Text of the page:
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Title:
PATH CORRECTION OF A VEHICLE RELATIVE TO PROJECTED MAGNETIC FLIGHT PATH
Document Type and Number:
WIPO Patent Application WO/2018/195213
Kind Code:
A1
Abstract:
Disclosed herein are techniques for guiding a vehicle over a flight path. The techniques include receiving guideway data, such as information corresponding to a track segment, generated by one or more guideway sensors associated with a metallic track, and receiving flight path data, such as a set of 3-D space coordinates for the vehicle. The method further includes determining an amount of deviation between one or more coordinates of the flight path data and a position of the vehicle based on the guideway data, and adjusting the position of the vehicle relative to the track segment to minimize the amount of deviation in at least one dimension in the 3-D space.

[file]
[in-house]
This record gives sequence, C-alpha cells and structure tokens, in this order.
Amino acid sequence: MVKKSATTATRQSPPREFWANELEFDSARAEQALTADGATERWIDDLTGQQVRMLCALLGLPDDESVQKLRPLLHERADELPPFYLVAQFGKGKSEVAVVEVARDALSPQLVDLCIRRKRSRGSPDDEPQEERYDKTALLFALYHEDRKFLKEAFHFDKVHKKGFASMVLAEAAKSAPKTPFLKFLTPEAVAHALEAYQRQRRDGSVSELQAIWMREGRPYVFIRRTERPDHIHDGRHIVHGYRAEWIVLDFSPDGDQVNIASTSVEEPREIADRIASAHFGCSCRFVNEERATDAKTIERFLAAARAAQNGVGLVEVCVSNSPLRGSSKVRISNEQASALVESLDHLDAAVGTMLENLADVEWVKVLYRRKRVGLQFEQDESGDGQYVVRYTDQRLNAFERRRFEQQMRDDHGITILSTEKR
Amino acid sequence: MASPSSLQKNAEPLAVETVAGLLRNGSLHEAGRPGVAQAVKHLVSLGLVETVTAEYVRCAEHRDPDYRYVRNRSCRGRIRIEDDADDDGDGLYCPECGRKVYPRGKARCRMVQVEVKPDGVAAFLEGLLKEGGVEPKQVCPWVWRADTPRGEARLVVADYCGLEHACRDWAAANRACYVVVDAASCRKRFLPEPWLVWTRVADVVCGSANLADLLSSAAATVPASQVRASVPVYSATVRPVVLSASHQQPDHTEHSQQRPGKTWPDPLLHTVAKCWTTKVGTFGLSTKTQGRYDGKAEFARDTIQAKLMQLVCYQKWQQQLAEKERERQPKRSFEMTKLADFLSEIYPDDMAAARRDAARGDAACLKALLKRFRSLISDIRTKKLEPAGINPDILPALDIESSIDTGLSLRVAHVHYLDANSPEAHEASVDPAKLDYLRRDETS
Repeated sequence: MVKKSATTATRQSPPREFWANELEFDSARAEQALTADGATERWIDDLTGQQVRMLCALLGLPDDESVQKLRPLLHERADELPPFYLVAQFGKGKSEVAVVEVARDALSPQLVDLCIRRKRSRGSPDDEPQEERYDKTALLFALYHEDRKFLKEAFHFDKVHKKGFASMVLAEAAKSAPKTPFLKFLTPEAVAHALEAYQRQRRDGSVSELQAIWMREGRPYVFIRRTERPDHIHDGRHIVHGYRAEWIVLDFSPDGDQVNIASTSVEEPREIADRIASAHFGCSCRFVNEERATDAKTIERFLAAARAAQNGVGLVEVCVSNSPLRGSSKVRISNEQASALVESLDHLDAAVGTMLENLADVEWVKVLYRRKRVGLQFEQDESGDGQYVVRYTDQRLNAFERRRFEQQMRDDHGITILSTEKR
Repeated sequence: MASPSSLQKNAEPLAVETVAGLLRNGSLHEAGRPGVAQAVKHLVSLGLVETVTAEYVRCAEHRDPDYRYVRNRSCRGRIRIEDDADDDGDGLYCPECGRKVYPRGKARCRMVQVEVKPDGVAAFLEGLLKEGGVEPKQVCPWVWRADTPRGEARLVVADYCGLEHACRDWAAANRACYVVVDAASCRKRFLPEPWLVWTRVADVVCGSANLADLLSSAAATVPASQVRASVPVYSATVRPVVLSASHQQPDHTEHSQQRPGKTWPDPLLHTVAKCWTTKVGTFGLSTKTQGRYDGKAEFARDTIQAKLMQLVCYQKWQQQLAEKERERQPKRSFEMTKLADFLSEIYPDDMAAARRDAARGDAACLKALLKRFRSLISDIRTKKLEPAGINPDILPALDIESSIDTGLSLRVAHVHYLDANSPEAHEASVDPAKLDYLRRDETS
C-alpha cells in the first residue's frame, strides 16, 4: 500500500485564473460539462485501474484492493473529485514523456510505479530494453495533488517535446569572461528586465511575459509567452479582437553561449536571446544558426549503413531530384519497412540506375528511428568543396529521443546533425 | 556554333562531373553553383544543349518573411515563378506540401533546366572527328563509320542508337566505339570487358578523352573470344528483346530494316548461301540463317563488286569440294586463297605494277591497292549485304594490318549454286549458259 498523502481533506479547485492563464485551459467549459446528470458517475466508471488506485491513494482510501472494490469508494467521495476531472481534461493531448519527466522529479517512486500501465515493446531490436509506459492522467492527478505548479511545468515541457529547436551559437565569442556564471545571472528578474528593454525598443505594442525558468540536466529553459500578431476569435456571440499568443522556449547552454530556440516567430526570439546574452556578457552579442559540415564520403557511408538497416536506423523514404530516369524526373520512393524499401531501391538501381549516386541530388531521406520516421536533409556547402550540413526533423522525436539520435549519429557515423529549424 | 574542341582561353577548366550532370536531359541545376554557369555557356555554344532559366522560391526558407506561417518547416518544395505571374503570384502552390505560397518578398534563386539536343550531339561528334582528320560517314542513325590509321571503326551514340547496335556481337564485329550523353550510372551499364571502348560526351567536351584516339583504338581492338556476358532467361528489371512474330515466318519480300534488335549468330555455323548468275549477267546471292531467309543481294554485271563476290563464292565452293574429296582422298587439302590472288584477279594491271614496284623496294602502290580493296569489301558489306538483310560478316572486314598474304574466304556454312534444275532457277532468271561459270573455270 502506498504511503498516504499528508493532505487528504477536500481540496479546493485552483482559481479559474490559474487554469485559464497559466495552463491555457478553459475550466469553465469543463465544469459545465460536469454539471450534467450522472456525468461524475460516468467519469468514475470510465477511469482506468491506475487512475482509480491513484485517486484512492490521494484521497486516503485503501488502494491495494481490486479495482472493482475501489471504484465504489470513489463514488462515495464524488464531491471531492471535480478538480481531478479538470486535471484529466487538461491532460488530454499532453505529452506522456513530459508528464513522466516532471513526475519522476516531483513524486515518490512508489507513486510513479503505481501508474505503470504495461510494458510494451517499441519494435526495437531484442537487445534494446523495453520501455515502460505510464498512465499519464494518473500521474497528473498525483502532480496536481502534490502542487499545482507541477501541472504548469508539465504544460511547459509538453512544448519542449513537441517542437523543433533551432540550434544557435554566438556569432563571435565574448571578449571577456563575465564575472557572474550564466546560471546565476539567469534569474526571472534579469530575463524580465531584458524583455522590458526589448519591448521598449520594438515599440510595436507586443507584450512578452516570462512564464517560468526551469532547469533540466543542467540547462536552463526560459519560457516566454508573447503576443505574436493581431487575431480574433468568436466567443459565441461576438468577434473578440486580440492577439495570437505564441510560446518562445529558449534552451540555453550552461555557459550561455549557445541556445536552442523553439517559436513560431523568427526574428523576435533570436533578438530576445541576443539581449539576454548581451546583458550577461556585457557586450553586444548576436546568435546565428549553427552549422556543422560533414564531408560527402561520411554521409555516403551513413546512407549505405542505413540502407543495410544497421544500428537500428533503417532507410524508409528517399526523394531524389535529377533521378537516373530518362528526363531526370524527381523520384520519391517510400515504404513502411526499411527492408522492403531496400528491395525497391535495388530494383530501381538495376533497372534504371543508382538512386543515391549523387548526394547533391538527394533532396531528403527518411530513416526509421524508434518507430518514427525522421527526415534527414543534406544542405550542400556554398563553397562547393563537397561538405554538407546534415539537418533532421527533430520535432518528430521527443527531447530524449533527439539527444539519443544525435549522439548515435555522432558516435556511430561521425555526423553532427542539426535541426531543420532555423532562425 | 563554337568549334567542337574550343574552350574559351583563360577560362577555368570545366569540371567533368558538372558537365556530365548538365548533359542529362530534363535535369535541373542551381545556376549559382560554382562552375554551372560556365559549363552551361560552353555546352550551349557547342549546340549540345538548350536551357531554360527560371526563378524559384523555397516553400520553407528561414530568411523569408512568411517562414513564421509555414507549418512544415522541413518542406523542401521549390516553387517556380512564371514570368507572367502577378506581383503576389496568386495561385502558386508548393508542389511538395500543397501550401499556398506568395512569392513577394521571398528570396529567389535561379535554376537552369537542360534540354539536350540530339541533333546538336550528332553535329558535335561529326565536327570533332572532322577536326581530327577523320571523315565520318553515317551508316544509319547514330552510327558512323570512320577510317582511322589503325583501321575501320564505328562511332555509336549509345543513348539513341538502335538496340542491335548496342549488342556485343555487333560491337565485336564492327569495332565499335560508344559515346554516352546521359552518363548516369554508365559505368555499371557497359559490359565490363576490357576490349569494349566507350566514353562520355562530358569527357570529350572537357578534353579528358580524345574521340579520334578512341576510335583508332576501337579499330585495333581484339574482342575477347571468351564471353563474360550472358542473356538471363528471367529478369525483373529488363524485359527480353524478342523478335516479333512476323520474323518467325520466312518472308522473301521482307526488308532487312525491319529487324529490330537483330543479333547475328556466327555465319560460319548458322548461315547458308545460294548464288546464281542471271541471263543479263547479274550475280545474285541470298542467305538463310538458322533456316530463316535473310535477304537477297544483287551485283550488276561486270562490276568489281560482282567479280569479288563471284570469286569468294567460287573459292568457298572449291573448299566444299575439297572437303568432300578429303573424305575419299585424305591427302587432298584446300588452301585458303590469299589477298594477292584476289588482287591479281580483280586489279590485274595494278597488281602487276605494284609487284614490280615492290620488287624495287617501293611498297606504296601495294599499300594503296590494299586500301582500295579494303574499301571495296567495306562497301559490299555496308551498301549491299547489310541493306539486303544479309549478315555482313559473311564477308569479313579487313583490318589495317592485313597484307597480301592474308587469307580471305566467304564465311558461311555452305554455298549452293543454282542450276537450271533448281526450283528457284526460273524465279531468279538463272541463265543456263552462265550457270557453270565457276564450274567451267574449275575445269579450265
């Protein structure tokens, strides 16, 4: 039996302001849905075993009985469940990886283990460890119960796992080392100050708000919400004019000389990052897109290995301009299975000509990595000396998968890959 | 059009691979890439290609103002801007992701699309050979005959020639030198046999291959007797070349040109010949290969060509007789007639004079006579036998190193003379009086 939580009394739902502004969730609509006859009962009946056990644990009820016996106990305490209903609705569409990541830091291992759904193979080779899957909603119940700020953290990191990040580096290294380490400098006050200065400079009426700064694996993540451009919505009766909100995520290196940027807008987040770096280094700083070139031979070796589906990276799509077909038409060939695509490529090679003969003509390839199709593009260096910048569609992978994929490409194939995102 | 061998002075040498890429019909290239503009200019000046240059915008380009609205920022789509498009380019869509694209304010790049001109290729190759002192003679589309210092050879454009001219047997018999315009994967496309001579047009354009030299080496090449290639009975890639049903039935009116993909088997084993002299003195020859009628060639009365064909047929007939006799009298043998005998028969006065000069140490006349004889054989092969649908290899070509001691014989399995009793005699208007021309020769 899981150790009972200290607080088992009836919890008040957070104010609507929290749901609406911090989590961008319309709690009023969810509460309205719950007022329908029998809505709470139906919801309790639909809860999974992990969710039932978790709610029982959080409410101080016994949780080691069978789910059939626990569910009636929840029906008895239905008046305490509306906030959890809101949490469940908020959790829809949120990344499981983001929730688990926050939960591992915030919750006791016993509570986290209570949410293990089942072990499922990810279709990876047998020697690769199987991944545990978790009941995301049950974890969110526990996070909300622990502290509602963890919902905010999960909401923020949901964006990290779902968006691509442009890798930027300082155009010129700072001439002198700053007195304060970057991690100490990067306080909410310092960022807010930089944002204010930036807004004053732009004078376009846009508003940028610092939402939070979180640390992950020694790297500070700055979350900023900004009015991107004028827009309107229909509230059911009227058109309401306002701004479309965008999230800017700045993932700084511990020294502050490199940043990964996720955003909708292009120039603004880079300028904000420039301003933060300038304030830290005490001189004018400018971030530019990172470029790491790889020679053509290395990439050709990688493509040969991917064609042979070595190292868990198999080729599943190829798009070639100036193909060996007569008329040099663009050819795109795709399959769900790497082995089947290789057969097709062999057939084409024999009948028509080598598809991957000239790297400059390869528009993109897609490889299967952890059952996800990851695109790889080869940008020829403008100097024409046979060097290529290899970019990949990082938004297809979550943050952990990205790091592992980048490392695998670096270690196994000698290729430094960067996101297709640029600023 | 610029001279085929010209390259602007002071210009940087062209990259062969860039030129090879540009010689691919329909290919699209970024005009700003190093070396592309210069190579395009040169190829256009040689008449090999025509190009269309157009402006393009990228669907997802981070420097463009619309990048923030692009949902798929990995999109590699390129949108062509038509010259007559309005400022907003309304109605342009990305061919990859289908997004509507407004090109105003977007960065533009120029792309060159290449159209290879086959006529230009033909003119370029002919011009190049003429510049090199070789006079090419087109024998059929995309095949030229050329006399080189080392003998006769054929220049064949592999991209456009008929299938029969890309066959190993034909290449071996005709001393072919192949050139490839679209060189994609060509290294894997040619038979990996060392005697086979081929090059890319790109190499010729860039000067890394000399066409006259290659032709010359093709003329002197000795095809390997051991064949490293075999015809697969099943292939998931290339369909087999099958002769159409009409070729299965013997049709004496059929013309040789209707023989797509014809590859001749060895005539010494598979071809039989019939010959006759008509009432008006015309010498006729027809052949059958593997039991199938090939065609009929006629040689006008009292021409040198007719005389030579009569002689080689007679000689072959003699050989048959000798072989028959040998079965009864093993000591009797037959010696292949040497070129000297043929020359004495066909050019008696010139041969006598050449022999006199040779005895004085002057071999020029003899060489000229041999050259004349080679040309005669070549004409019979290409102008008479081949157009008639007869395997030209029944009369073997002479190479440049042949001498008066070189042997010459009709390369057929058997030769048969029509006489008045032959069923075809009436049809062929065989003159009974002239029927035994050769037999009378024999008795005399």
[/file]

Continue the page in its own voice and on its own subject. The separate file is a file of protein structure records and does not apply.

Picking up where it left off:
Inventors:
BAERTSCH, Robert (143 Walk Circle, Santa Cruz, California, 95060, US)
WAMBLE III, John Lee (19417 58th Avenue NE, Kenmore, Washington, 98028, US)
COLE, John (32464 Crown Valley #111, Dana Point, California, 92629, US)
FOSTER, Clark B. (16 Altezz Dr, Mission Viejo, California, 92692, US)
Application Number:
US2018/028187
Publication Date:
October 25, 2018
Filing Date:
April 18, 2018
Export Citation:
Click for automatic bibliography generation   Help
Assignee:
SKYTRAN, INC. (The Nasa Ames Research Center Bldg. 14, Moffett Field, California, 94035, US)
International Classes:
B60L13/06; B60L13/04; B60L13/08
Domestic Patent References:
WO2013003387A22013-01-03
Foreign References:
US4967670A1990-11-06
US20140130703A12014-05-15
US20160229416A12016-08-11